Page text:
Building the HPV Capsid
Style: visual arts
Medium: modelling clay
Research: virions, capsomeres, capsids, HPV capsid, geometric symmetry in nature.
Conceptualizing: Modelling clay allowed a space-filling construct which could be used to show organizational elements. This also allowed me to create the functional purpose of a jewelry or knickknack box.
Construction: Once I picked a shape to represent capsomeres (small spheres), it took some time to make 360. Unfortunately, there was limited surface area on each sphere to prep for connection scoring. They became distorted as I “mooshed” them into neighbors. In this respect, this model poorly represented the spaces naturally occurring between capsomeres in a capsid. I then assembled the clusters into arrangements of six clusters. Assembled, each half of the functional piece contained six arrangements of six clusters. Notably, my capsomere clusters were arranged as 2D pentagons. This is not an accurate representation of how the natural proteins would assemble. The conformation of each naturally occurring cluster is consistent with other clusters, however, which I did reflect here.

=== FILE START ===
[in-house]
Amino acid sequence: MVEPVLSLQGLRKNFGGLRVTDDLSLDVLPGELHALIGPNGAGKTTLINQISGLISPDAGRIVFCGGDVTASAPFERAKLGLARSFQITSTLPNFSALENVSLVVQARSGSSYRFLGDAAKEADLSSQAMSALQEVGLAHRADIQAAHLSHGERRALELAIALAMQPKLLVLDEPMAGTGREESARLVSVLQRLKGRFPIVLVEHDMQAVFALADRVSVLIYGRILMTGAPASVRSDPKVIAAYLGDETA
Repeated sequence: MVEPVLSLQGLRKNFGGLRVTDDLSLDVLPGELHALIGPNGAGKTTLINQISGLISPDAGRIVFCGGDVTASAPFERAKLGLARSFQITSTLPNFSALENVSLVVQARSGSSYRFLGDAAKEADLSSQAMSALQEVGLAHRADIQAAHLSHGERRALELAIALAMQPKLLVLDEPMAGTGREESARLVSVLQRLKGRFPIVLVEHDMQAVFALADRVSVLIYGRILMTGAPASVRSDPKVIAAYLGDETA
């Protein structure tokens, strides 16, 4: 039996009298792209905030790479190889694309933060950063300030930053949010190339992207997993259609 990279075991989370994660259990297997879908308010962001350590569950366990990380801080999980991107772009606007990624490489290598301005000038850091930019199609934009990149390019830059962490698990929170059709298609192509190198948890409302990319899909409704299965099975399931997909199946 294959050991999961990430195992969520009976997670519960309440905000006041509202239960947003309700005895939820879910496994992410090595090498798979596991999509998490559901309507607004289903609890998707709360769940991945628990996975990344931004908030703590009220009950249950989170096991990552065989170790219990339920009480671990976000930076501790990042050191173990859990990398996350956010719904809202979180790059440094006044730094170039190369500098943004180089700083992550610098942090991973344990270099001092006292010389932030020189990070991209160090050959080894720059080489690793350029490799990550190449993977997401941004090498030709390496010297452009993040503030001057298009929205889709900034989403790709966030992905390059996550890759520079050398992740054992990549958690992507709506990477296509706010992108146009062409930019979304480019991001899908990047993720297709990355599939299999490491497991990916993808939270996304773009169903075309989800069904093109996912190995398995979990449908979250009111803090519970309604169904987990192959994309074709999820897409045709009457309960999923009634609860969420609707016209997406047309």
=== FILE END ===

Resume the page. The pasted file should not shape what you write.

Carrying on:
Microbiology Concept: I explored the symmetry found in nature. In this case, my reference was abiotic, but certainly found in nature and microbiology. I tried to build an icosohedral capsid reflecting the arrangement of proteins in the HPV capsid. I was intrigued by how 72 capsomere clusters could be symmetrically divided between 20 faces, while still reflecting the 12 vertices as points rather than non-specific areas. I wanted to show how even non-geometric shapes such as proteins could demonstrate geometric symmetry when arranged in repeating patterns. As an aside from symmetry, I demonstrated the “hollow” nature of the capsid shell around nucleic acid by showing both circular and linear genetic elements inside the opened model.